By Nathan Layne, James Oliphant and Gram Slattery
ROCHESTER, New Hampshire (Reuters) – At a campaign speech in an American Legion hall in New Hampshire last week, Nikki Haley animatedly warned the U.S. must prepare for a war with China.
Haley, the former ambassador to the United Nations under President Donald Trump, rattled off the size of the Chinese navy, warned of China’s advances in artificial intelligence and hypersonic missiles, and worried about the development of “neurostrike” weapons that can scramble the brains of military commanders in the field.
China has been preparing for war with the U.S. for years, Haley told the crowd of about 100 people gathered on an icy night in Rochester. It needed to be treated like an “enemy,” not a “competitor,” and the U.S. was not ready, she said.
“We’ve barely gotten started,” she said.
Trump, who leads Haley in the Republican presidential nominating battle, has taken an entirely different tack in New Hampshire, which holds its primary on Tuesday. At rallies across the state, he tells voters that he alone can keep the nation out of “World War Three” and defends his relationships with some of the world’s most authoritarian rulers, including China’s Xi Jinping.
With just two candidates left in the Republican race, the New Hampshire vote pits the most hawkish in Haley against the more isolationist Trump, who would rather avoid foreign entanglements in keeping with an “America First” approach.
Trump is favored to win the primary, while Haley is hoping to draw enough support to argue that she is a viable threat to Trump going forward. The nominee will face President Joe Biden, a Democrat, in the Nov. 5 general election.
Foreign policy normally does not assume a large role in U.S. presidential elections, where domestic concerns are at the forefront of voters’ minds. But with war in Ukraine still raging, Israel battling Hamas in Gaza, and China signaling a more aggressive posture in Asia, these are not normal times.
“The world is on fire,” Haley likes to say at her events.
According to a Monmouth University/Washington Post poll of potential primary voters released on Monday, Trump is more trusted on foreign policy over Haley by a margin of 57% to 32%.
Jennifer Horn, a former chair of the New Hampshire Republican Party, said at a roundtable on Monday that Haley’s approach might appeal to centrists and moderates but that the bulk of the party under Trump has become isolationist.
“I don’t think it’s won her any votes,” Horn said. “It’s like Nikki Haley is the old Republican Party and Donald Trump is the current Republican Party.”
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Given her background in international affairs, Haley spends much of her stump speech contending that the U.S. needs to take a strong position standing up to China, Russia and Iran. She warns that failure to aid Ukraine will allow Russia’s Vladimir Putin to invade NATO countries like Poland.
She spent much of the weekend in New Hampshire slamming Trump for his past praise of China’s Xi and North Korean leader Kim Jong Un. She accused Trump of having a “bromance” with Putin.
Last year, China criticized Haley over her threats to drastically limit Sino-U.S. trade relations, saying those who drew attention by “smearing and blame-shifting” in the election campaign would end up on the “ash heap of history.”
As part of her closing argument in the state, Haley’s campaign is running a TV ad that details the story of Otto Warmbier, an American college student who died in 2017 after being imprisoned in North Korea.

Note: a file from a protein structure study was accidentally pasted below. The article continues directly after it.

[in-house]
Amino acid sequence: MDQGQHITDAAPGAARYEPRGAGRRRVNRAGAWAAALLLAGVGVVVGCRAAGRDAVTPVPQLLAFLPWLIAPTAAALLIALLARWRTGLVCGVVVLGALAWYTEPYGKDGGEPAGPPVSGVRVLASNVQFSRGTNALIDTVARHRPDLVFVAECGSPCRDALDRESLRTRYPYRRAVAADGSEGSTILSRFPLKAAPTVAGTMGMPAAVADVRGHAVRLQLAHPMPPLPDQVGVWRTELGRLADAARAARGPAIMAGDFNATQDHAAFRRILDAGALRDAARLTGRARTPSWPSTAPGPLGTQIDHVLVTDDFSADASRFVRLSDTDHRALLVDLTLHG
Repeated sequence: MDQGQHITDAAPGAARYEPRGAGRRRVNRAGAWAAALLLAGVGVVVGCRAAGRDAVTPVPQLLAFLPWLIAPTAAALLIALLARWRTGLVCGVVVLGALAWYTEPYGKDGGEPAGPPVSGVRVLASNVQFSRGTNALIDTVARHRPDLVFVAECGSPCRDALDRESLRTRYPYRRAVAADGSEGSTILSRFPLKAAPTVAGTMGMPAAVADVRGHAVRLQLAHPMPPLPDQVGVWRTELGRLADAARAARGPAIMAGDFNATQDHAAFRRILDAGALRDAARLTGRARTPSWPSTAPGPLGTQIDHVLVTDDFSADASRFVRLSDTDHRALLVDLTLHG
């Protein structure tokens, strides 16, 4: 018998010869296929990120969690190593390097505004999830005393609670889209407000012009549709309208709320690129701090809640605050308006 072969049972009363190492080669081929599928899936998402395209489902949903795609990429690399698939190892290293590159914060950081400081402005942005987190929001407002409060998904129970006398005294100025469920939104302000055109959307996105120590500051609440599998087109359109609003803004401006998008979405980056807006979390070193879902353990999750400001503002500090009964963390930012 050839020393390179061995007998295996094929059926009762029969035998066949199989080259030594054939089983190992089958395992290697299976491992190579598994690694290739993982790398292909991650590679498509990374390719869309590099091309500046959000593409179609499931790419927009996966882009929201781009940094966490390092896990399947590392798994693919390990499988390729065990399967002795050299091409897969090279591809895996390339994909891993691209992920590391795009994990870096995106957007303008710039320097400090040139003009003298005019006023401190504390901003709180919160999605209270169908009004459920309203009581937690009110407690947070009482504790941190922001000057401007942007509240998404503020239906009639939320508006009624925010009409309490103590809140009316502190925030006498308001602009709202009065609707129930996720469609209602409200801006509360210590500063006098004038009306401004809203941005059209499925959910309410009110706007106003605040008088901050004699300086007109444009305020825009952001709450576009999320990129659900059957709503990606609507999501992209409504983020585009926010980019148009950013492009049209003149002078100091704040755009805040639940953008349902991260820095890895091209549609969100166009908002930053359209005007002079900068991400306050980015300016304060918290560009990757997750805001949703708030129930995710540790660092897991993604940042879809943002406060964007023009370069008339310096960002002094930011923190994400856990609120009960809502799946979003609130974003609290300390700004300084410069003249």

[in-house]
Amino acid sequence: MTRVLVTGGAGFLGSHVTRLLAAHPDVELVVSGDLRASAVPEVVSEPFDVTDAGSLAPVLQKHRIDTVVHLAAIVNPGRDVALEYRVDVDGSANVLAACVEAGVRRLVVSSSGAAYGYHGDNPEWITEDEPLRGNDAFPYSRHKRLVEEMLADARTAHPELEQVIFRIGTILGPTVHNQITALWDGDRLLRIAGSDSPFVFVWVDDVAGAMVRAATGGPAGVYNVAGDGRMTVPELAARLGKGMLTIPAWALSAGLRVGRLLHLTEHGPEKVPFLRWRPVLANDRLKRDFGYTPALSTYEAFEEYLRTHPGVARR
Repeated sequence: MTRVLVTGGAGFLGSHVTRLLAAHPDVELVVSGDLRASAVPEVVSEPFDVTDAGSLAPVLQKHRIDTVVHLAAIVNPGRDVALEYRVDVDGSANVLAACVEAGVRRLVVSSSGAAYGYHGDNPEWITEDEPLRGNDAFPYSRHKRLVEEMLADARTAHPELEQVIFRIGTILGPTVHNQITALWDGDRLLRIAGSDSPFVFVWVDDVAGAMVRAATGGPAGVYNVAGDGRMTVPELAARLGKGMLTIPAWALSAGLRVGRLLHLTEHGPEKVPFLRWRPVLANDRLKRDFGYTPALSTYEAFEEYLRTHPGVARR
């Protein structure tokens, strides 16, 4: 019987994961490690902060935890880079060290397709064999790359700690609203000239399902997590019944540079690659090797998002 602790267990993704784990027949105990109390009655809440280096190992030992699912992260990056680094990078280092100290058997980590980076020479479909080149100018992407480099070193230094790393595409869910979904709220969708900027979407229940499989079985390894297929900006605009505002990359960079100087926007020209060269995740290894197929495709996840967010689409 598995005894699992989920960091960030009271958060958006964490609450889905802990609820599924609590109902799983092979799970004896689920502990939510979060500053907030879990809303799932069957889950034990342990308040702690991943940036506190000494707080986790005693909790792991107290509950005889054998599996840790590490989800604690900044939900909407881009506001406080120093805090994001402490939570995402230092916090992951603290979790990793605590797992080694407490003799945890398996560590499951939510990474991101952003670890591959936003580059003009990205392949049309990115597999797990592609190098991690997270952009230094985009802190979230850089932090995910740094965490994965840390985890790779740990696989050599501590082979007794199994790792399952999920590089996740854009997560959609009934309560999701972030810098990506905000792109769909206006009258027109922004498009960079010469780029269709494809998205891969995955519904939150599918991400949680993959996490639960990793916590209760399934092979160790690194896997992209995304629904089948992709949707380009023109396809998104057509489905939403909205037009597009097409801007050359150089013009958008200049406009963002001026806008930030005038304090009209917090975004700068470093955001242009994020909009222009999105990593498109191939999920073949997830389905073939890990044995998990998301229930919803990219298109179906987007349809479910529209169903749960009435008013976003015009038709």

Haley championed Warmbier’s release. After his death, Haley says, Trump started sending “love letters” to Kim.
Trump in turn has cast Haley as a “warmonger” who will drag the U.S. into a foreign conflict just as the country has finally exited Afghanistan. He has been skeptical of further aid to Ukraine and has been a longstanding critic of NATO.
“People that want to go have wars all the time. Nikki’s one of them. She’s one of them,” he said. “’Let’s kill people all over the place, and let’s make a lot of money for those people that make the missiles.'”
At rallies, Trump has argued that his close relationships with authoritarian leaders is “smart” and that his bond with Kim prevented a nuclear war with North Korea. As president, he says, he will immediately end the war in Ukraine, but has not detailed how.
“We will restore peace through strength,” Trump said at a rally in Rochester, New Hampshire, on Sunday. “I will prevent World War Three.”
Kai Taggersell, a 34-year-old Trump supporter, said Haley’s stances on foreign policy are one of the reasons he can’t back her. He sees her as a “Bush-era” Republican keen to jump into wars.
“I’ve lost friends who went to war and came back and are now passed away. They took their own lives and died from overdoses,” said Taggersell, a Maine resident who attended the Rochester rally.
“We just don’t want to keep doing it,” he added. “America hasn’t benefited at all.”
Others have responded to her hardline approach.
Orde Kittrie, a former U.S. State Department attorney, waved a Haley sign outside her event at a hall for war veterans in the small town of Franklin on Monday.
“Foreign policy is an important issue for me,” he said. “She’s much more respectful of allies… She’s somebody who stands by our friends in Ukraine and Israel and NATO.”
At the same event, Lee Sickles, 59, a registered independent, said he was planning to vote for Trump.
“It should scare anyone. We don’t belong over in Ukraine,” Sickles said. “Putin didn’t start anything. He’s defending his nation.”
(Reporting by Nathan Layne in Rochester, New Hampshire, James Oliphant in Manchester, New Hampshire and Gram Slattery in Franklin, New Hampshire; Editing by Colleen Jenkins and Deepa Babington)
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